In this book Deborah Moggach has written a wonderful character driven story, its wonderful descriptive writing and keeps you intrigued throughout. It's touching, funny and saucy in parts and has some great twists to the story. This is the first book I have read of Deborah Moggach and I will definitely be reading more in the future. It's a master class in writing.
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Most Recent Customer Reviews
4.0 out of 5 stars Four Stars
It's Ok and entertaining
Published 1 month ago by Tomsterer
5.0 out of 5 stars great story
Deborah Moggach always brings the characters to life. The image of the house under the railway bridge reminded me so much of Liverpool when I was a young girl. Read more
Published 2 months ago by Tish
5.0 out of 5 stars In the Dark
Great story with a plot and characters that grip you from beginning to end. I thoroughly enjoyed this book. Read more
Published 2 months ago by Sharon Burroughs
5.0 out of 5 stars Great story
. Different from the other books of her's I've read of hers but equally brilliant. Characters real and intriguing, storyline fantastic - didn't want it to end.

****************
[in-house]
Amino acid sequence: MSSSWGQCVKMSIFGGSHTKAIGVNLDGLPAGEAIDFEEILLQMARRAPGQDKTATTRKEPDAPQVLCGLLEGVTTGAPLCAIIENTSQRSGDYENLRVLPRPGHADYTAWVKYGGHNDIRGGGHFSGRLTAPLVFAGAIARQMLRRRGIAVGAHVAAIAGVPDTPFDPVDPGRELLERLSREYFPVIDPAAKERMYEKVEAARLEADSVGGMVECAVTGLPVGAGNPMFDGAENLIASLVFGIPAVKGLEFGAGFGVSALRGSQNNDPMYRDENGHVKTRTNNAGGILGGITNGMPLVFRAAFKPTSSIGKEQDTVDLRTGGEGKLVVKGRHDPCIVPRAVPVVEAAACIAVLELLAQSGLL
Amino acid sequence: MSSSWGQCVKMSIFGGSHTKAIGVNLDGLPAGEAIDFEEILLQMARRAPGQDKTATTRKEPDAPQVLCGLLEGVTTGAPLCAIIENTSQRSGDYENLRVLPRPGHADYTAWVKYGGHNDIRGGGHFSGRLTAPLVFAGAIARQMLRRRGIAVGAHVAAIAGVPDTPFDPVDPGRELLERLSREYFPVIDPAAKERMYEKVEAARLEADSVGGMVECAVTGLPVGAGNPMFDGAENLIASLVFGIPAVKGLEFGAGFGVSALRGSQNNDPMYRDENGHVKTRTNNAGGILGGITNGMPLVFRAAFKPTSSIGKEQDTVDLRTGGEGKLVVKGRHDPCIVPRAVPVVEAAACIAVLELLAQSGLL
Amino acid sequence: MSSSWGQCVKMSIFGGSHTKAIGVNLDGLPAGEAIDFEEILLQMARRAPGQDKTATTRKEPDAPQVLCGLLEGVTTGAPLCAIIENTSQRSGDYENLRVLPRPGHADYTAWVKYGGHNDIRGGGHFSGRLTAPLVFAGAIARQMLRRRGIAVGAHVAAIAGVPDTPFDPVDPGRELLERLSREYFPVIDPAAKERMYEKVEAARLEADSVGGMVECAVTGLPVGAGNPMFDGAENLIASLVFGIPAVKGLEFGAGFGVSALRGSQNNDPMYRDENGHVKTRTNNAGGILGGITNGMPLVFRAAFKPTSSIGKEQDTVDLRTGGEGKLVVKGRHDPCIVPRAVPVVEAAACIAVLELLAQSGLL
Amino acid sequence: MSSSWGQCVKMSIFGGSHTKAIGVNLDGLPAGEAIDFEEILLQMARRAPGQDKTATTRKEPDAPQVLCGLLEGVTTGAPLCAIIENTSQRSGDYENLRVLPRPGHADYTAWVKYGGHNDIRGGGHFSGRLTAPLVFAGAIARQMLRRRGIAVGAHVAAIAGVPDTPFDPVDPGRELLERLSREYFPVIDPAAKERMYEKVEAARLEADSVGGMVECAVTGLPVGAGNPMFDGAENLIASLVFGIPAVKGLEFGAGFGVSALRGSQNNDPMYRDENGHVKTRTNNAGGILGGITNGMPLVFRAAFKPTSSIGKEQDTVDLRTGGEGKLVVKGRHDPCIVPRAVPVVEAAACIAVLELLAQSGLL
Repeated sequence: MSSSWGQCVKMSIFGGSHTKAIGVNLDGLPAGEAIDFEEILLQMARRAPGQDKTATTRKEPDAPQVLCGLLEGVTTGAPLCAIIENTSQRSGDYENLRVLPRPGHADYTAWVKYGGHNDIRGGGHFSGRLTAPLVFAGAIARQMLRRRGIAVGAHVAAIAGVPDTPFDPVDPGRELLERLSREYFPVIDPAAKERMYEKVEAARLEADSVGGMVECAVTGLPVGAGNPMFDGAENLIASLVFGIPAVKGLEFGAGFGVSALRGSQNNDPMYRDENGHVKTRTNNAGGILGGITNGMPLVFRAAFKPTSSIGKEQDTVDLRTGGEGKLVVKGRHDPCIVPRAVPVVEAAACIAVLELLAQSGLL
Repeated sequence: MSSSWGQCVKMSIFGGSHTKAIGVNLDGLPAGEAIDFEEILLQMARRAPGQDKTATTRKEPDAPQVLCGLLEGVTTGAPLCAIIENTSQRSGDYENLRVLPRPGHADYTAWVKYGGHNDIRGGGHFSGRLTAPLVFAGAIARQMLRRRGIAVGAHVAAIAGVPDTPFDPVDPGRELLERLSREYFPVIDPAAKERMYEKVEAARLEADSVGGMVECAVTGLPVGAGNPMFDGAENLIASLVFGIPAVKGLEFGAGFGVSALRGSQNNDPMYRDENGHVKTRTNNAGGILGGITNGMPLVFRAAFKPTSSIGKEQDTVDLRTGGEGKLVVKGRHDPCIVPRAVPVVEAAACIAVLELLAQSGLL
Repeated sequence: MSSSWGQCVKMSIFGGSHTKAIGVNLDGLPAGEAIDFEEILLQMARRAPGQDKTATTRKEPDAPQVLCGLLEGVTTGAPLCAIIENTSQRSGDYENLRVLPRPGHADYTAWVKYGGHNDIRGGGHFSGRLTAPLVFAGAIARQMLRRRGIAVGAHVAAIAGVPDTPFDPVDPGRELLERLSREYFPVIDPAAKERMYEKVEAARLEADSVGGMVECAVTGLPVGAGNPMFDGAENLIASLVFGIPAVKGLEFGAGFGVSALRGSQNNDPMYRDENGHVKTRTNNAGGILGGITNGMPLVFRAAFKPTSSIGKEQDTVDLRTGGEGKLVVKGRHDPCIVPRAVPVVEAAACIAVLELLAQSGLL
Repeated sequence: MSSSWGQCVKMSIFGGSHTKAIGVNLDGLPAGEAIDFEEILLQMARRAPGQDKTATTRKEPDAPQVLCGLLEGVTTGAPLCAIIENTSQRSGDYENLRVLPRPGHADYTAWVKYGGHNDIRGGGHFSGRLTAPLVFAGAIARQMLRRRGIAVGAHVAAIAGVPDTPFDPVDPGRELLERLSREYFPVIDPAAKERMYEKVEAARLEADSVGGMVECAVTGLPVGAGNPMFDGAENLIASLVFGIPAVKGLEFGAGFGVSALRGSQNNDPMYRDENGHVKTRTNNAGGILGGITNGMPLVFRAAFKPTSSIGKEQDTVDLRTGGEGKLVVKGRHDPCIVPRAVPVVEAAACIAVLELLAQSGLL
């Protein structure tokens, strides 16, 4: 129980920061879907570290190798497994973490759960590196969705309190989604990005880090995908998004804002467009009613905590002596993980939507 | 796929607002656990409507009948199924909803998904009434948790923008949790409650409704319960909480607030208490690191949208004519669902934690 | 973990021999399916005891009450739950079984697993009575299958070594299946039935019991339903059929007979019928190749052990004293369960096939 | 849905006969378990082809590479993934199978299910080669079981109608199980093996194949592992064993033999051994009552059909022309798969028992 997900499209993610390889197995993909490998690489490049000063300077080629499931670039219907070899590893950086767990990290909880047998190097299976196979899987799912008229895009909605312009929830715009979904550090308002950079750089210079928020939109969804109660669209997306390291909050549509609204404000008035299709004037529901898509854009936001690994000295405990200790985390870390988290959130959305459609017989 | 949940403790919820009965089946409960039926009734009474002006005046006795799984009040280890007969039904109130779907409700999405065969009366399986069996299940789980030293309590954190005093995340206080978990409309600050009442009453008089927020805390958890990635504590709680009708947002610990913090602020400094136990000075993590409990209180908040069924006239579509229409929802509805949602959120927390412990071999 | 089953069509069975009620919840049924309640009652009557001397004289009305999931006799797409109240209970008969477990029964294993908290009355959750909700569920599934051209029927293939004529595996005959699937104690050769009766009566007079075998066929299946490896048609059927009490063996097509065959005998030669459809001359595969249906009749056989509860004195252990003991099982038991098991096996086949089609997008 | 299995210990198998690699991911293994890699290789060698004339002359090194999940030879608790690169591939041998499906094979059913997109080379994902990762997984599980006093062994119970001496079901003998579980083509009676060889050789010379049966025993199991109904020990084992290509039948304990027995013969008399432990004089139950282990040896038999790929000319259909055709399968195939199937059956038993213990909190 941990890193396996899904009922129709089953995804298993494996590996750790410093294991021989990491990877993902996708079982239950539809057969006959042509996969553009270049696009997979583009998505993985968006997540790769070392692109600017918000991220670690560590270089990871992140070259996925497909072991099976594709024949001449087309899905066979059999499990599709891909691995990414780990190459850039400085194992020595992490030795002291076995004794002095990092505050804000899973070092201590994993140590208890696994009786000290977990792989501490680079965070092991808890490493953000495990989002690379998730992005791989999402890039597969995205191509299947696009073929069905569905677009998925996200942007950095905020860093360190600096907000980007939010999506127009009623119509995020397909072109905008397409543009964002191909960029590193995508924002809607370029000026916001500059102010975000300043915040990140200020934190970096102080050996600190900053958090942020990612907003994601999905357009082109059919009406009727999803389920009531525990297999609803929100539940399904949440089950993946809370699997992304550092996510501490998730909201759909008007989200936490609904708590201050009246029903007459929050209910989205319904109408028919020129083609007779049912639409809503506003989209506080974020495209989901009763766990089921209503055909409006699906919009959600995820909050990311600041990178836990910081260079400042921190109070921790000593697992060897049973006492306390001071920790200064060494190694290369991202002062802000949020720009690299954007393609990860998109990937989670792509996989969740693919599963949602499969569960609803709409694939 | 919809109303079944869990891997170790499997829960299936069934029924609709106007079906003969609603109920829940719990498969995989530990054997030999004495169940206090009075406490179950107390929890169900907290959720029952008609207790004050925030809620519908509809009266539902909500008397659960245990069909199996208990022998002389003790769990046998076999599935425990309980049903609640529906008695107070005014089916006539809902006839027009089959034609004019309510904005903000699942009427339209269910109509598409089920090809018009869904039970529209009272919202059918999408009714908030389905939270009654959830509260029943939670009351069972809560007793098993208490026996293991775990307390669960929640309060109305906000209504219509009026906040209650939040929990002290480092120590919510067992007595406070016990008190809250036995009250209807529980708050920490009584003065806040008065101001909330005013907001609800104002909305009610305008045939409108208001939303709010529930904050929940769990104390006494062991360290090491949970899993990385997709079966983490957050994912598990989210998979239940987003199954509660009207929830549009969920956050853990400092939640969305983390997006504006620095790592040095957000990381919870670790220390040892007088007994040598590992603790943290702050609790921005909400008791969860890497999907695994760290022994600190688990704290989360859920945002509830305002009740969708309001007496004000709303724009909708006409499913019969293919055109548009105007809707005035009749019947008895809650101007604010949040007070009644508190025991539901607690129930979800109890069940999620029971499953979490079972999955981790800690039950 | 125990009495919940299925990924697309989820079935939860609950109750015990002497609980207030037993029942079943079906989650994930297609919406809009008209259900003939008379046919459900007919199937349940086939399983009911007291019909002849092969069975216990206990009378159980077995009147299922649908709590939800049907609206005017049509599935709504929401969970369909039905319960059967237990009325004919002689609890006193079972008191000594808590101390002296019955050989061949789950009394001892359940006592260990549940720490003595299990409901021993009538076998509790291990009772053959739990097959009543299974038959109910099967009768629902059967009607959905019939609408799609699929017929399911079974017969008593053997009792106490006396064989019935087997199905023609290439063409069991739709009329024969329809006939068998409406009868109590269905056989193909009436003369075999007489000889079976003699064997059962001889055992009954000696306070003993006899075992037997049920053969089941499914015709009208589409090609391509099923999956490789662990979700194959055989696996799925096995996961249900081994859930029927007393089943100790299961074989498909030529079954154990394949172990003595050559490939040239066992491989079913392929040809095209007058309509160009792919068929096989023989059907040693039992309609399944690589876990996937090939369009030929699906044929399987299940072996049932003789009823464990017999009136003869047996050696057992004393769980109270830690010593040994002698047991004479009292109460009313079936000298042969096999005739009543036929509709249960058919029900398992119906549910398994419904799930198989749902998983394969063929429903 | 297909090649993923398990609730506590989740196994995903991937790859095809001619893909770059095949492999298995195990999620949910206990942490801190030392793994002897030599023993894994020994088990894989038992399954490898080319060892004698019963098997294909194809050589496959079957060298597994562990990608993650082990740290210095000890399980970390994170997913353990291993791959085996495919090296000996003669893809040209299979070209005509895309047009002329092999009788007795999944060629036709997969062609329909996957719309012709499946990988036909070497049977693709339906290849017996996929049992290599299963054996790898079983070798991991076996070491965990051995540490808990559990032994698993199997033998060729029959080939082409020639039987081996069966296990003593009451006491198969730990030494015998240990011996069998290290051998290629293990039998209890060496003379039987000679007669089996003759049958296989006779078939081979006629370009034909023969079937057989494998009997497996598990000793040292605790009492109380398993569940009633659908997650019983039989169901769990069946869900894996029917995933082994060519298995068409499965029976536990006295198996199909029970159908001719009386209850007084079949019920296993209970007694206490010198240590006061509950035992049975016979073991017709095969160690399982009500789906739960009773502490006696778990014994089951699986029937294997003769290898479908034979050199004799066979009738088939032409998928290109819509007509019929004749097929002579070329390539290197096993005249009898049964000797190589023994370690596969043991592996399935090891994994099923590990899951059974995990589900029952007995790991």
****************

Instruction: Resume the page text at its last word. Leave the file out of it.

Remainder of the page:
Published 7 months ago by Jeffery A Penrose
4.0 out of 5 stars very good read
despite the cheesy Romance cover, this is an erudite and superbly written "anti-romance," with wonderful characters and a fast-moving, well-constructed plot. Read more
Published 10 months ago by Zangiku
5.0 out of 5 stars A Very Funny Book
This is a wonderfully funny book, set at the time of the First World War. Eithne Clay and her son Ralph own a dilapidated house near London Bridge. Read more
Published 14 months ago by gerardpeter
4.0 out of 5 stars In the Dark
Easy to read and well constructed. Deborah Moggach never fails to write a good story with characters you can believe in.
Published 17 months ago by Margaret Lewis
4.0 out of 5 stars First World War survival in England
Good storyline. Plenty happening to the believable characters, all trying in varied ways to stay alive, healthy, free and not go under in the deprivation caused by the War. Read more
Published 18 months ago by Angela Spain
5.0 out of 5 stars Slow start.
This novel was slow getting started but it was very good once into it. It portrayed the hardships of WW1 Britain and it was lovely to read of an aweful man get his just deserts. Read more
Published 19 months ago by rose
3.0 out of 5 stars Badly researched
In the Dark. Dettol in 1918? Dettol was not invented until 1929. Has spoilt the book for me - somewhat unbelievable.
Published 20 months ago by sos